Pixelbook and “Nami” Chromebooks the first to get Linux GPU acceleration in Project Crostini

I’ve been following the bug report that tracks progress on adding GPU acceleration for the Linux container in Chrome OS and there’s good news today. The first two Chrome OS boards should now, or very soon, be able to try GPU hardware acceleration with the new startup parameter found last month. The bug report says the –enable-gpu argument was added to the Eve and Nami boards:

There’s only one Eve and that’s the Pixelbook. Nami is used on a number of newer devices, including:

  • Dell Inspiron 14
  • Lenovo Yoga Chromebook C630
  • Acer Chromebook 13
  • Acer Chromebook Spin 13
  • HP X360 Chromebook 14

I don’t have a Pixelbook for testing right now, otherwise, I’d pop it into Developer Mode and jump on the Canary channel. However, I do still have a loaner Acer Chromebook Spin 13, so I’ll give it a go later today and see if the newly added code from early this morning is there in the Canary Channel; if it is, I’ll circle back with observations on how well it does or doesn’t work for the Android emulator in Android Studio and possibly a game or two using Steam.

This bodes well for all Chrome OS devices that support Crostini though. There really hasn’t been a timeline for when the Chromium team would deliver on this important missing feature. I did suggest that it would arrive before or at the same time as Google officially supporting Android Studio in Crostini, mainly because developers would want the Android emulator to be functional for development. Google said that official support is coming in “early 2019”, so this code change is lining up nicely with that timeframe.

17 thoughts on “Pixelbook and “Nami” Chromebooks the first to get Linux GPU acceleration in Project Crostini

  • January 18, 2019 at 2:43 pm
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    Yes, awesome to see this list. I am just starting to install Linux apps on my new Acer Spin 13. I’m hoping this means we can use Handbrake soon.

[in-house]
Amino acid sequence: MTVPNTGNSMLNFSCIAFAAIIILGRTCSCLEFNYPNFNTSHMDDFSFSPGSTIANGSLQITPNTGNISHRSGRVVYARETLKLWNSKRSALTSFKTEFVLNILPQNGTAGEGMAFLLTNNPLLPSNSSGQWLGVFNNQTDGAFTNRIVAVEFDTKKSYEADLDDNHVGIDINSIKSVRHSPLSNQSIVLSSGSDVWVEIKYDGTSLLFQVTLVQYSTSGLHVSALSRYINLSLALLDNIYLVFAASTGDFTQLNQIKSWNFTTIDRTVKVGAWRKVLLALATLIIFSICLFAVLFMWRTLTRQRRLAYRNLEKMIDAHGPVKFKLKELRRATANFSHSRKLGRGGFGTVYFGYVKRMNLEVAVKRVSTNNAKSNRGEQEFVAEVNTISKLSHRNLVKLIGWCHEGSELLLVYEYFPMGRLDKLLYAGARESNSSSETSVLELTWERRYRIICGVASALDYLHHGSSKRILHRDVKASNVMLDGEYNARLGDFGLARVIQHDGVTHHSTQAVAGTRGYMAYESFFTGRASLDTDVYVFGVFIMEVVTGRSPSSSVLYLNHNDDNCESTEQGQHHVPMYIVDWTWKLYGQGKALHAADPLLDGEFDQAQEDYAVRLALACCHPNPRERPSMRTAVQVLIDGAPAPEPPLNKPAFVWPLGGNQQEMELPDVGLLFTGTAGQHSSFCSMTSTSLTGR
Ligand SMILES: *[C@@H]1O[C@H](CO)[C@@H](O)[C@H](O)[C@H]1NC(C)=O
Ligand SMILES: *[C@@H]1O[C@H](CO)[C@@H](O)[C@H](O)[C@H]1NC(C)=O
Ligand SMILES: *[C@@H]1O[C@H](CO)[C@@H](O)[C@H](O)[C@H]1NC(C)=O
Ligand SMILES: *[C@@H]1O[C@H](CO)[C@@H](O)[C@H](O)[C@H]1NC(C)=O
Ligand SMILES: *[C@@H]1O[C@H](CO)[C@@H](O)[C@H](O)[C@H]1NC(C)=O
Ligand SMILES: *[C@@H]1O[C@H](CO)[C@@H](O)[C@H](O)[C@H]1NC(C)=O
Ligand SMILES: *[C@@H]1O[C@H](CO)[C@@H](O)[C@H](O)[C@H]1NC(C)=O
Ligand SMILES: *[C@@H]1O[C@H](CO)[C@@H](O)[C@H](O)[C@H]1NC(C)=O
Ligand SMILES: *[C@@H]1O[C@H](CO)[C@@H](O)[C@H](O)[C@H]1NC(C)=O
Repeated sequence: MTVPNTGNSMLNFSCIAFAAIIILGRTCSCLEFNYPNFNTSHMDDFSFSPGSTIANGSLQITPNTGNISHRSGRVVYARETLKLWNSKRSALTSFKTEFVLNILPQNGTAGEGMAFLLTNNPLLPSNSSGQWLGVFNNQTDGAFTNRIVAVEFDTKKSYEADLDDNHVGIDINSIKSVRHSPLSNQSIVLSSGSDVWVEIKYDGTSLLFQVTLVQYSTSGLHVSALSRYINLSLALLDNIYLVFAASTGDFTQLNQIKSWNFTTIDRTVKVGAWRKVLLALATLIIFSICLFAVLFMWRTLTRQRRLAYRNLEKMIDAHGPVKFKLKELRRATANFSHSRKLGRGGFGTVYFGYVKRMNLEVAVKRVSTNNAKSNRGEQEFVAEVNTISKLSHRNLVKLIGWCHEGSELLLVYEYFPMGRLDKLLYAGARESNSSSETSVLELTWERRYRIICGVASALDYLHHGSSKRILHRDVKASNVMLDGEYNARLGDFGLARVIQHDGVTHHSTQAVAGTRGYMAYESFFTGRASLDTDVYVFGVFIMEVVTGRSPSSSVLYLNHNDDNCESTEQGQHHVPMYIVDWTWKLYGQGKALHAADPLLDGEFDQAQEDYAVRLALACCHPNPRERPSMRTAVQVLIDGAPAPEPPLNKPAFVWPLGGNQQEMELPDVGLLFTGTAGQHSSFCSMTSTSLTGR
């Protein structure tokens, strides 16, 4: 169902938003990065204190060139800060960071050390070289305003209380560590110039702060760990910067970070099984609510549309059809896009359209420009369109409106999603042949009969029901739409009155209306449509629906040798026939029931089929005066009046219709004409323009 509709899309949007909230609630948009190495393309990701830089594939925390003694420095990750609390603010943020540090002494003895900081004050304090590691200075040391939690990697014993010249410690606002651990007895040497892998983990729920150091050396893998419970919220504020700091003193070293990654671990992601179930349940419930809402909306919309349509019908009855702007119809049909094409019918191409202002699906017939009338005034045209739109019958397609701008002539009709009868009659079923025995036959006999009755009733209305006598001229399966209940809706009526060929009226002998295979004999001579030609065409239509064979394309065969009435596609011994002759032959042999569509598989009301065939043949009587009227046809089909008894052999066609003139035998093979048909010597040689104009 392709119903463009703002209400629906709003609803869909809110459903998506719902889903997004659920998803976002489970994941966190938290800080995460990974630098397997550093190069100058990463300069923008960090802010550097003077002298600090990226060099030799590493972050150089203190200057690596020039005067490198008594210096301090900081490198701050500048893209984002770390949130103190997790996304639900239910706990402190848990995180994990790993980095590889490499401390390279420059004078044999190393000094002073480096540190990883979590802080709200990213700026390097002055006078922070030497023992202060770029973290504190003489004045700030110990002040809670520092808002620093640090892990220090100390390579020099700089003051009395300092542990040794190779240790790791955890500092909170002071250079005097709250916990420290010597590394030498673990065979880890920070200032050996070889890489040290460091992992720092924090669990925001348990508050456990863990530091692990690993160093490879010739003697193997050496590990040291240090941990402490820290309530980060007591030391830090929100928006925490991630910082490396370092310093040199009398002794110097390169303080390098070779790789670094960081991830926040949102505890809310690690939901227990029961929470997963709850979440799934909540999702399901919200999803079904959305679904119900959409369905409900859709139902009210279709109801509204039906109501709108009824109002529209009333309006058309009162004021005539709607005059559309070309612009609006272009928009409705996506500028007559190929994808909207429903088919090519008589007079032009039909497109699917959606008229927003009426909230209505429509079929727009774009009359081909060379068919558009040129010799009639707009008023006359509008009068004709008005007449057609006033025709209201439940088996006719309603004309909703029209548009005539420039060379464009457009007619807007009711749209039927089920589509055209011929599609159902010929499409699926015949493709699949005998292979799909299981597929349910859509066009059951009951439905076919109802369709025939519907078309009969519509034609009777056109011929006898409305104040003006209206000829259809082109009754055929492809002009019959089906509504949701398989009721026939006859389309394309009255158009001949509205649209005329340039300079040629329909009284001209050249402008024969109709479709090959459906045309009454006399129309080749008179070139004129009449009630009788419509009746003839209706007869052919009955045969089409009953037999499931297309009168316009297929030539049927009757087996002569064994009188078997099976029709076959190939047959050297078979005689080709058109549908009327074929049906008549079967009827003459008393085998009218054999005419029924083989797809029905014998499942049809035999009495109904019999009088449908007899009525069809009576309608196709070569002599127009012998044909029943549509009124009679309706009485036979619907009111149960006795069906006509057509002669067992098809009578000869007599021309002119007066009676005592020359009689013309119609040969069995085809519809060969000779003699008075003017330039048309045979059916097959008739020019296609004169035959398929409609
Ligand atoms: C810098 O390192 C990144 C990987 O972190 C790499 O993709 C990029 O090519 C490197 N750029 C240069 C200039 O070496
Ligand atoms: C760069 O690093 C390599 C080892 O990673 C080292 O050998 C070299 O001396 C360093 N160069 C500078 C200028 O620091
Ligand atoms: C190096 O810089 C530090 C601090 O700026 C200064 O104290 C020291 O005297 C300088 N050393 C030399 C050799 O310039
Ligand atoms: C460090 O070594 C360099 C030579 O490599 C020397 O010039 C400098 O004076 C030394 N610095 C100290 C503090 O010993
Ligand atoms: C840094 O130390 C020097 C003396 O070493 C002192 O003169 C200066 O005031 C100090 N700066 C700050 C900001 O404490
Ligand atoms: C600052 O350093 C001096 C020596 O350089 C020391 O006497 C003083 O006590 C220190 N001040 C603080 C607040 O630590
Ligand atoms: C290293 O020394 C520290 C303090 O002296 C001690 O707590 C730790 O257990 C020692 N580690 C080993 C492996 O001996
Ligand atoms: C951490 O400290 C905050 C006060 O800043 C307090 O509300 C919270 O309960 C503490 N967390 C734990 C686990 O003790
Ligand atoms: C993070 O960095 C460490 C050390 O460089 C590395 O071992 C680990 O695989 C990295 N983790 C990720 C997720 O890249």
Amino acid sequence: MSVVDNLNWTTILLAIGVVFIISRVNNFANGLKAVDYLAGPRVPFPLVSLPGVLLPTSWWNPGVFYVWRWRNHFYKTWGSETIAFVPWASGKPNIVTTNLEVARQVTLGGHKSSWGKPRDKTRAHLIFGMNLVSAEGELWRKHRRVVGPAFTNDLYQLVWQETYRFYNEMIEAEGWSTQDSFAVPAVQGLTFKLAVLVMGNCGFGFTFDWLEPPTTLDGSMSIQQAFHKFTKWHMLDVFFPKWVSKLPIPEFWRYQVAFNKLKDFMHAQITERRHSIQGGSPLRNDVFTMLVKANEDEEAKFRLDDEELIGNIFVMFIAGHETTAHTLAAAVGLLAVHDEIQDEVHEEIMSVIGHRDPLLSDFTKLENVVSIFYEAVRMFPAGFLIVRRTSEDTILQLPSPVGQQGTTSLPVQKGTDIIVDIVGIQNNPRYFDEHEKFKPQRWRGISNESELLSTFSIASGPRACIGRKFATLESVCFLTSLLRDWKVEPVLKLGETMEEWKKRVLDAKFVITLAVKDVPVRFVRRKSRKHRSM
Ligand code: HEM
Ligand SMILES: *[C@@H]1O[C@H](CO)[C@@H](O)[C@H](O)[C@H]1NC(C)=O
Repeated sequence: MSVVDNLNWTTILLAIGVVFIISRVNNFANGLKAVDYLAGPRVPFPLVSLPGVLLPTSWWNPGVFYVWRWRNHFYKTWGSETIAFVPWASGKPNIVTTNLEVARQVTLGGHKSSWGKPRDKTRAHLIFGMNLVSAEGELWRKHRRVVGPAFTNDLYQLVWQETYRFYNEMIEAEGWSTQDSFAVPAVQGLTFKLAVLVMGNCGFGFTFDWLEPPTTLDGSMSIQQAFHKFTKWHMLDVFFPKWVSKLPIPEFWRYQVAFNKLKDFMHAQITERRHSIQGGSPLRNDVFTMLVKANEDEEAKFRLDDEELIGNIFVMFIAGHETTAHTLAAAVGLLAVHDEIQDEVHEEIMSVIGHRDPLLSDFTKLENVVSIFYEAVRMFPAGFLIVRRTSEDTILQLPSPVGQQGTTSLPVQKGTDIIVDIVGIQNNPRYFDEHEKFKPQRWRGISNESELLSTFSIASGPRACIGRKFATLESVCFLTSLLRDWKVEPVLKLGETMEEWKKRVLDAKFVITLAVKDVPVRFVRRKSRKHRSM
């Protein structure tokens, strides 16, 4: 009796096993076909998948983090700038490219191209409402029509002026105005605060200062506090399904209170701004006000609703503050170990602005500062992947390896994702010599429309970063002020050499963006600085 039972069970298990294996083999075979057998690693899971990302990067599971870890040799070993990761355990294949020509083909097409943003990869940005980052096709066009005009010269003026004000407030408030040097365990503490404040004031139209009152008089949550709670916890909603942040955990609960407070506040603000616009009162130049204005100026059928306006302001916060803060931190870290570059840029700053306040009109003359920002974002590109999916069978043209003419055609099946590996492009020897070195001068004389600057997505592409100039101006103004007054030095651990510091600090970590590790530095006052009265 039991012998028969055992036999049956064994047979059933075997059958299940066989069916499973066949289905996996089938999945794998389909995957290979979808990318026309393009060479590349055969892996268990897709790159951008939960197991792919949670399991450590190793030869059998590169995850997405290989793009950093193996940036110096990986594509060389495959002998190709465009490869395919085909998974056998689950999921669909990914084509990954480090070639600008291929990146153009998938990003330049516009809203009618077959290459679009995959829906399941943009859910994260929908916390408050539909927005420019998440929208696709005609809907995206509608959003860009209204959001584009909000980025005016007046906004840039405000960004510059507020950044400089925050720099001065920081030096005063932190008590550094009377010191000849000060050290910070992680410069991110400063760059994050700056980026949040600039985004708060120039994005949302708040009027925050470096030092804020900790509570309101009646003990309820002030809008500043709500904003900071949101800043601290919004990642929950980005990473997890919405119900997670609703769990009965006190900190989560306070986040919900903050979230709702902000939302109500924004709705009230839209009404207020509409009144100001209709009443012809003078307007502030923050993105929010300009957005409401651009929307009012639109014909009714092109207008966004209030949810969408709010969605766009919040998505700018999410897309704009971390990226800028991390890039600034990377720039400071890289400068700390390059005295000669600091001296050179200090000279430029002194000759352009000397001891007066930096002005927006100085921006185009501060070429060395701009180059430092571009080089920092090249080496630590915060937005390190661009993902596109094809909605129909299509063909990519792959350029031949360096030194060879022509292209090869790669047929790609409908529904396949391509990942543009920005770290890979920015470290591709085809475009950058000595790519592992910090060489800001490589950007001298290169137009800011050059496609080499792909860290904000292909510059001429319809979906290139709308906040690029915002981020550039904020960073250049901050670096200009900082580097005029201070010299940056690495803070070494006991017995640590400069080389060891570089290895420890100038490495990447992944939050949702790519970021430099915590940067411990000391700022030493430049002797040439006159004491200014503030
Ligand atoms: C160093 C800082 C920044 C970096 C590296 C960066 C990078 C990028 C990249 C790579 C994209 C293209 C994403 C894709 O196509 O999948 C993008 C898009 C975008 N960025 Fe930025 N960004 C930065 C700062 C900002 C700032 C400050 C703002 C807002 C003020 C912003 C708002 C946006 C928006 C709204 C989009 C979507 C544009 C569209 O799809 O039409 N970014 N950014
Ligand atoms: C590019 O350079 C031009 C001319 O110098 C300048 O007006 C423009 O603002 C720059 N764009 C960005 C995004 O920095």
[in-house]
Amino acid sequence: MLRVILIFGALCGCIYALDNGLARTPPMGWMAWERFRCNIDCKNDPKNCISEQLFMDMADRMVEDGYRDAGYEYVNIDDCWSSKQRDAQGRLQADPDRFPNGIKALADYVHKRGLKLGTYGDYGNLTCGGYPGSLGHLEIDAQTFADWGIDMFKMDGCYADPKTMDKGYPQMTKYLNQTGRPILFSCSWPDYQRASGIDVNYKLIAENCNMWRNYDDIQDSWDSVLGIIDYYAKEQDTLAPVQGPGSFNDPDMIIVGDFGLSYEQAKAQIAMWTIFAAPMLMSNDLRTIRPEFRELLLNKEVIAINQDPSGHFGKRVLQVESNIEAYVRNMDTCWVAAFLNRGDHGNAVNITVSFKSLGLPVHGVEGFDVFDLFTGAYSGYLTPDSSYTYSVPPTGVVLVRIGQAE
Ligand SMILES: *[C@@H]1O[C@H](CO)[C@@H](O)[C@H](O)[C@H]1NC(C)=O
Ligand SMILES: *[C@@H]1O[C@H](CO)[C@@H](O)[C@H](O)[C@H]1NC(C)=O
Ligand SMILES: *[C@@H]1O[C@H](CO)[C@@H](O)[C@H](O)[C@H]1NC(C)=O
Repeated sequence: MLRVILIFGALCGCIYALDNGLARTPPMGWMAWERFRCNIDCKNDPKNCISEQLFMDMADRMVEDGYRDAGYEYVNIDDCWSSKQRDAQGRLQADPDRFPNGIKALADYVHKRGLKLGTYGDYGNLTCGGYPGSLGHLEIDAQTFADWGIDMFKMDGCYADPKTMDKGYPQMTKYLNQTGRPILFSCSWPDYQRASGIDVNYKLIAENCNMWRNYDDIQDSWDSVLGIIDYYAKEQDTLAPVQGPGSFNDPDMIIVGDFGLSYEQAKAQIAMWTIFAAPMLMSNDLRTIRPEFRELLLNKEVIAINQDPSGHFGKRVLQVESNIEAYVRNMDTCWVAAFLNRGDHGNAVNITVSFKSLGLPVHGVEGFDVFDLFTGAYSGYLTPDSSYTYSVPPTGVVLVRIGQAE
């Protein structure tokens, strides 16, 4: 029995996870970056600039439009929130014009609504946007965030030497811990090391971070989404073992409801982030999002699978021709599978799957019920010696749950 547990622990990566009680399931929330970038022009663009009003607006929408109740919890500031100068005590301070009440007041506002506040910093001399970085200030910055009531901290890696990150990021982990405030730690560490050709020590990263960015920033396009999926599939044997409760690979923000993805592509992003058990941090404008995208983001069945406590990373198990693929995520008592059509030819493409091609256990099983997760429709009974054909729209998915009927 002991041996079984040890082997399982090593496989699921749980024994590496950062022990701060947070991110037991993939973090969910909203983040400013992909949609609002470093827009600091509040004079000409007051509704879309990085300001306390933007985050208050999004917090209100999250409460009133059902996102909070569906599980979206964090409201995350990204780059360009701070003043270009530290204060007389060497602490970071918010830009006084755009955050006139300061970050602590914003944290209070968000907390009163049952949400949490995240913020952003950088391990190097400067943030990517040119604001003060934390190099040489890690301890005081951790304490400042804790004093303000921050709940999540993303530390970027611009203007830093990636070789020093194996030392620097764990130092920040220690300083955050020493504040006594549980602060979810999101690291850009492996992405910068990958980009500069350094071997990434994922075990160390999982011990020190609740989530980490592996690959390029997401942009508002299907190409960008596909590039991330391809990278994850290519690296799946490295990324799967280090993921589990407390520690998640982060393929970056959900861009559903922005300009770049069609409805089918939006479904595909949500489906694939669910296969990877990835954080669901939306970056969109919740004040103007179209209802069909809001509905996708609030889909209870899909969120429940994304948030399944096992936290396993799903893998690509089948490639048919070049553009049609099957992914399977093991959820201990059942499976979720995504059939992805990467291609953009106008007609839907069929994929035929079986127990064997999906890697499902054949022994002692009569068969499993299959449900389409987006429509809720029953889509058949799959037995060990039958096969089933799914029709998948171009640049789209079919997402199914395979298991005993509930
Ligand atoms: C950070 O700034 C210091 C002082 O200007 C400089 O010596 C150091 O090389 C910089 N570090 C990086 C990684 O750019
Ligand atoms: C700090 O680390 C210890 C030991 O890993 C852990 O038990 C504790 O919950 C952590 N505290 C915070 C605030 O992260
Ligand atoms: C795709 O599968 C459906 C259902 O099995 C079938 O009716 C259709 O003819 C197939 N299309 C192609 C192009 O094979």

Reply
  • January 18, 2019 at 4:56 pm
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    My guess is that this and some other tidbits are on track for I/O in May. An announcement about Android Studio support for Chrome OS.

    Reply
  • January 18, 2019 at 10:37 pm
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    Really glad I got this $1600 Pixel Slate device, to NOT get first access to cool new features like this. ?

    Reply
    • January 19, 2019 at 1:06 am
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      Yeah, it’s a little rough. Give it a month or two and everything will come in as well. My guess is that Google just isn’t prioritising tablets for crostini, opting instead to focus on the Android side- hence why the slate got 9.0 Pie before anyone else. It’s a shame but expect faster ‘desktop’ features to come to keyboard devices first, and Android dev to Target the slates.

      Reply
      • January 23, 2019 at 3:26 am
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        I’m sorry I didn’t realize my $200 keyboard accessory wasn’t a keyboard. You might even be right but if this is their thinking it’s silly. On paper Slate is the new flagship, they just have cold feet.

        Reply
      • April 6, 2019 at 7:47 am
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        Coming up to three months still nothing.

        No improvements to the tablet interface either.

        I’m getting deja vu from the horrendous support the Pixel C received!

        Reply
    • January 19, 2019 at 2:51 am
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      Seriously. Just ask the Chromebook Pixel LS 2015 users how their crostini experience is going.